109 – La Ferme

La Ferme is located fifty kilometres to the south of Montpellier and twenty to the east of the town of Sete. You’ll know it if you ever go there by the huge grin the white haired man with the half eaten ear gives you as you hand him your camping fee for the night.

That was in May on the way down to Corbières via the coast when we saw a sign in the road:


in wavy childlike writing on the back of a piece of discarded board. We turned in, drove down the track and fell hopelessly in love with it. Geese and ducks wandering freely. Exotic and wild trees shading the site. Herbs growing up among the grass in the camping area. The toilet block resembling a miniature French chateau built out of oak and whitewashed stone.

After chatting with the owner and parting with our money, we were unloading our camping gear when the first one struck. I was grounded in an instant. Writhing around in agony from the sting of a sniper’s bullet. I thought it was a kid firing acorns at me with a catapult from the oak wood next to the site but then I felt another. This time inside my shorts.

I whipped them off and saw a beast fly out. A giant feathery, long legged, blood sucking, big brown beast. And then another and another. They were everywhere. Both of us were being subjected to a gruesome mosquito assault the type I had only ever read about on Yahoo! News. ‘Horse bitten to death by killer mosquitoes.’

But this was unbelievably real. And terrifying. Giant beasties gnawing away at my freshly exfoliated English skin. Years of spending money on moisturiser down the drain as they savaged and ripped it apart. Thousands of them. ‘Where have you come from!’ I shouted waving my arms about. ‘Tran-syl-BLOODY-vania?

No. A marsh around the corner. The entire region being an endless string of lagoons dammed off from the sea centuries ago. And seeing that we had arrived after weeks of heavy rain, wearing shorts and T-shirts, on a hot humid day in May, an hour before sundown. We may as well have walked into an alligator enclosure smeared in fish paste.

I didn’t even have time to unwrap the groundsheet before diving back into the car. Taking off my shirt, I saw in the windscreen mirror the surface of the moon imprinted on my back. Like a pop-up book. Huge welts rising like volcanoes from the surface as though I had been lashed by a belt. I reached for the bottle of rum in the boot. Not for the wounds of course, that would be a waste, simply to numb the intense itching. I took a long slug and noticed we weren’t alone. Like the original Alien film, trapped in a pod with the beast just when we thought we were safe. But in this movie there were seven or eight of them hovering like angels of doom looking for a snack. We jabbed them with our hands. Blood spurting all over the car as we crushed their bloated bodies. A total interior redecoration. Bright red.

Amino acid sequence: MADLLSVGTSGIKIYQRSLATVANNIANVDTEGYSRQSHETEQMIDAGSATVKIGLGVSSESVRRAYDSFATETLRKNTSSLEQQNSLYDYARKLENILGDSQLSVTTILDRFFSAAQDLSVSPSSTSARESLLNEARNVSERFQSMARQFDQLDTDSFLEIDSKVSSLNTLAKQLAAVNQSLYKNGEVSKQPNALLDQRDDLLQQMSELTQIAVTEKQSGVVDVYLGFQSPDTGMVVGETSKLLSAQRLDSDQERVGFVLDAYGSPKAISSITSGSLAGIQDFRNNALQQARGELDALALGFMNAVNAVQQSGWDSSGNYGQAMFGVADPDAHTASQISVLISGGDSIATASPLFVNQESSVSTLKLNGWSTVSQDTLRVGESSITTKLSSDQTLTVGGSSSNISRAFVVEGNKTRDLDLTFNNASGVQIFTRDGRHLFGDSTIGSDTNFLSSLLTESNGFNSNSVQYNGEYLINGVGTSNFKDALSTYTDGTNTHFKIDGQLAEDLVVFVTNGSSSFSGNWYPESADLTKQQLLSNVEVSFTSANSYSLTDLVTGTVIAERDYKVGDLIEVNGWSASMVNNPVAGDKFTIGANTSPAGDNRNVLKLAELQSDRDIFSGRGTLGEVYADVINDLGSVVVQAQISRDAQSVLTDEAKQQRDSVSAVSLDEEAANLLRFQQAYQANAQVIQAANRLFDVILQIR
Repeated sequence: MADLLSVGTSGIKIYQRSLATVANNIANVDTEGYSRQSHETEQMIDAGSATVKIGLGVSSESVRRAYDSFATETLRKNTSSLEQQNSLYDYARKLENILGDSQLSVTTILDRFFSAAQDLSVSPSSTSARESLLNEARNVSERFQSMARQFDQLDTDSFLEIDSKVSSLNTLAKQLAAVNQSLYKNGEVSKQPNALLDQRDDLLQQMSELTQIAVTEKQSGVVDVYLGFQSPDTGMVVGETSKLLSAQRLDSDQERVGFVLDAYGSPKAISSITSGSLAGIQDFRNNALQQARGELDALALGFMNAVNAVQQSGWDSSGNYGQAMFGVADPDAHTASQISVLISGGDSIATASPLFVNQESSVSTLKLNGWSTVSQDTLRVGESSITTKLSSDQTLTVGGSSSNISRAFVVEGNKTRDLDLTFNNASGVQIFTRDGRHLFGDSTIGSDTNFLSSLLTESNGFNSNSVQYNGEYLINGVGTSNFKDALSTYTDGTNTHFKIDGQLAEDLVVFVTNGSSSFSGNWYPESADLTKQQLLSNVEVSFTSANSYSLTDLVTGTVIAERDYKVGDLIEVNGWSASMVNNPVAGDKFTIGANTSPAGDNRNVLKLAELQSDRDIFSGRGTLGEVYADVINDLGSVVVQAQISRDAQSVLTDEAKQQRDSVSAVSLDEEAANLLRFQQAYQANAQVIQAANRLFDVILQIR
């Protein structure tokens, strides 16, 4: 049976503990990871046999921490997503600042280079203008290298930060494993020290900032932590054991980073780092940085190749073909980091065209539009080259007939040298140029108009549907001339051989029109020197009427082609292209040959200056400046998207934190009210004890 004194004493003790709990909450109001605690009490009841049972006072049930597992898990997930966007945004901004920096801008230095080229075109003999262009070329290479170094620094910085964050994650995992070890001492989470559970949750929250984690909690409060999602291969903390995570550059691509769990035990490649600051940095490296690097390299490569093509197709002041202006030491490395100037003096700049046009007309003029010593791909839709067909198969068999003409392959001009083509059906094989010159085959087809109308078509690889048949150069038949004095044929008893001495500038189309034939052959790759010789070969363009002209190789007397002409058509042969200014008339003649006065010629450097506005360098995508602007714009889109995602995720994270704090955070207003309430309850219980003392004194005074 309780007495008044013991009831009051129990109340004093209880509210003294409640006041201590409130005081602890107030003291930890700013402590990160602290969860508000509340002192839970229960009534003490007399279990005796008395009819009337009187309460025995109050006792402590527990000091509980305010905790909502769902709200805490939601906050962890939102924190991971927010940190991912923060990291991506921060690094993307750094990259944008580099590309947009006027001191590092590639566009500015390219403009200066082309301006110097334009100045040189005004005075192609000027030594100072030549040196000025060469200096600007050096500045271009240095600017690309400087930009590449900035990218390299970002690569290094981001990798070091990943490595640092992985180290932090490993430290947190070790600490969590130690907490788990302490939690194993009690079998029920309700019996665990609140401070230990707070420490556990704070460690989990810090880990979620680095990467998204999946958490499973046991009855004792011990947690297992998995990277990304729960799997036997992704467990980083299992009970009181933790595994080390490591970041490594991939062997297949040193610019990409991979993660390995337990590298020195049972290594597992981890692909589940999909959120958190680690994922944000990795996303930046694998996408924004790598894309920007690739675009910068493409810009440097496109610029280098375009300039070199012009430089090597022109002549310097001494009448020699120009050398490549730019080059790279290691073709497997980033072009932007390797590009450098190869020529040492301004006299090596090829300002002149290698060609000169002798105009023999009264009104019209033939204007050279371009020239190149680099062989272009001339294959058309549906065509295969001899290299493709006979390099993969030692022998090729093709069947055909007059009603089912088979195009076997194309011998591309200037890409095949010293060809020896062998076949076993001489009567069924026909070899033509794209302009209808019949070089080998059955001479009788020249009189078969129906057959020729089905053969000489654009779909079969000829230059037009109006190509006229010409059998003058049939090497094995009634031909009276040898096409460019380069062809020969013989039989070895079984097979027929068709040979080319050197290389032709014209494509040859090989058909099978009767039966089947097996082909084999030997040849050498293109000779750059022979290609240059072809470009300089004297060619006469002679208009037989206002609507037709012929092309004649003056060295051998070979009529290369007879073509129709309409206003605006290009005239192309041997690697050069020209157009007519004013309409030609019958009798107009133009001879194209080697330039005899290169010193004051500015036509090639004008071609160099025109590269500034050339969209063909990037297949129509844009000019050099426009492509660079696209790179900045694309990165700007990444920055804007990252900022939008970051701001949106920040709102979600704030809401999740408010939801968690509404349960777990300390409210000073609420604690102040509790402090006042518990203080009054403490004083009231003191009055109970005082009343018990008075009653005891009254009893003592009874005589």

They were Greater Marsh mosquitoes I later learned and they had been waiting the entire spring for two dumbass English campers to stroll on by. Showtime! Or not. I rushed outside and tossed the camping gear back in the car. Took another massive pull of rum and sped off back down the farm track and onto the main road. Heading for Corbières and the sanctuary of strong red wine and the mountains. There would be no beach holiday this year.

I mention all of this because I was thinking of it lying in bed last night getting bitten to buggery again. Not by the Greater Marsh. These were the puny, weedy, pathetic Lyon versions. Yet just as maddening. But I was so tired I didn’t even move. If you recall I had this problem last year, in Lyon 41, and lost a lot of sleep chasing mosquitoes around the room all night. This year I’m just going to lie here. They can never win…

…Forward six hours and I’m sitting in my classroom, my head on the register, as tired as a dog. I’ve got a four hour class, then a three hour one, then a phone class, then a long French dinner, then a concert, then a nightclub. I have a one hour break at lunchtime which I’m going to use to buy a box of Mister Doom. A big one. Full strength. Special Brew. There’ll be no mosquitoes in my room tonight.


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